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Major Don M. Beerbower, AAF Hero and Ace


Allan H.
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Major Don Beerbower was born in Davidson, Saskatchewan, Canada, but enlisted in the US AAF in Minnesota. Major Beerbower was one of the United States' highest scoring Aces with credit for 15.5 aerial victories. https://en.wikipedia.org/wiki/Don_M._Beerbower

He flew a huge number of missions in the ETO, and gave his life during a mission in December 1944. Major Beerbower was awarded the Distinguished Service Cross, the Distinguished Flying Cross with oakleaf cluster, the Air Medal and Purple Heart, What really got my attention was the fact that the good major received a whopping TWENTY FIVE oakleaf clusters on his Air Medal! If he was getting an Air Medal for every five missions, he would have had over 80 flights over enemy controlled Europe. 

I've taken the liberty of sharing his DSC and transmittal cards for his medals. Has anyone ever come across a WWII flyer with more oakleaf clusters?

 

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KASTAUFFER

Thats the most AMs I have seen for WWII. I bet a number of them were for planes shot down, not missions.

 

Kurt

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DSC Citation From the Hall of Heroes....

 

The President of the United States of America, authorized by Act of Congress, July 9, 1918, takes pride in presenting the Distinguished Service Cross (Posthumously) to Major (Air Corps) Don Merril Beerbower, United States Army Air Forces, for extraordinary heroism in connection with military operations against an armed enemy while serving as Pilot of a P-51 Fighter Airplane in the 353rd Fighter Squadron, 354th Fighter Group, Ninth Air Force, in aerial combat against enemy forces on 9 August 1944, while leading his squadron on an armed reconnaissance mission in the European Theater of Operations. On that date, Major Beerbower located an enemy airfield on which many aircraft were parked. In order to test the ground defenses, Major Beerbower made an experimental pass at the field destroying an enemy plane and a gun emplacement. Then, while his squadron swept over the field from one direction, he fearlessly attacked from another quarter, boldly exposing himself to concentrated fire from all sides of the field and effectively screening his comrades from the intense ground fire. Major Beerbower's airplane was struck repeatedly and crashed into the ground. The outstanding heroism and devotion to duty displayed by Major Beerbower on this occasion reflect highest credit upon himself and the Armed Forces of the United States.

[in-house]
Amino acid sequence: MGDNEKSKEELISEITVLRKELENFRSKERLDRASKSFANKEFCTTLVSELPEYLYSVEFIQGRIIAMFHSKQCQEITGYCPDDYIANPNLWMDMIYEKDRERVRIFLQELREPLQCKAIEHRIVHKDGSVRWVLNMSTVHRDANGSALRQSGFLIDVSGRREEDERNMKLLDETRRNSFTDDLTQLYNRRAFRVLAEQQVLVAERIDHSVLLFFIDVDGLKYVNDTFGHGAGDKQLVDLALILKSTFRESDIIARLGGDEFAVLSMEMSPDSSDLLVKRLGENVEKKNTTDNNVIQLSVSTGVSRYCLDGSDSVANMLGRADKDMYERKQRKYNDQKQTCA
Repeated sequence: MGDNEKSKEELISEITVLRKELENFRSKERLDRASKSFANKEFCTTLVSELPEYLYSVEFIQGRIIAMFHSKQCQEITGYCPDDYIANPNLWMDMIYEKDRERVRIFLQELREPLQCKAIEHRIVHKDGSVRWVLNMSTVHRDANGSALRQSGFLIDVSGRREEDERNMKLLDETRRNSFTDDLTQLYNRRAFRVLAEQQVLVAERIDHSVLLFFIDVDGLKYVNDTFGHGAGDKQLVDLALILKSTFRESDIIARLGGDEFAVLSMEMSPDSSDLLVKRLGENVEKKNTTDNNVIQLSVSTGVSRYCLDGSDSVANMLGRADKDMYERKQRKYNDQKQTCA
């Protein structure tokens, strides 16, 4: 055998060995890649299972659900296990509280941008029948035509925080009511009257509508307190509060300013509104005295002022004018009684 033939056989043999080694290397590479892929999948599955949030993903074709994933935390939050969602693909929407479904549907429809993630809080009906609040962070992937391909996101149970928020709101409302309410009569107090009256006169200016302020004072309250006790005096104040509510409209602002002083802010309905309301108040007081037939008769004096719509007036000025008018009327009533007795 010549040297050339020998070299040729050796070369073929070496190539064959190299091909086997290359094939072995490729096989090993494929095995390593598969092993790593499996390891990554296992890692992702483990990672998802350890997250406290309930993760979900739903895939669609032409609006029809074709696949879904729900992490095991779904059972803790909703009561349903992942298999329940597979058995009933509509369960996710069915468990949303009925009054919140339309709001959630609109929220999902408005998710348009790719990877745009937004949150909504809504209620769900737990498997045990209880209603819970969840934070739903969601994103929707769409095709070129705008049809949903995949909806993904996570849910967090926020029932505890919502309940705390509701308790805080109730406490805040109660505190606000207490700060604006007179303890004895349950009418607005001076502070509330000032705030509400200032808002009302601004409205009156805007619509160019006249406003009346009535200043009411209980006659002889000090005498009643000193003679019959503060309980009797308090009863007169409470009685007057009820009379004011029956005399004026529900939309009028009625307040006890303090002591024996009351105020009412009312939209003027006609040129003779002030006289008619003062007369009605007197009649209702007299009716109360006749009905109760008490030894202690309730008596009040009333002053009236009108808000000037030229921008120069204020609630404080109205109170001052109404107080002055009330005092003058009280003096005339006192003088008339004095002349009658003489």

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decwriter

These guys definitely have impressive records.  I found one flier who racked up Air Medals in WWII and Korea that will surely rank with the best of them.

 

East, Clyde B. AM Card.jpg

East, Clyde B. AM Card2.jpg

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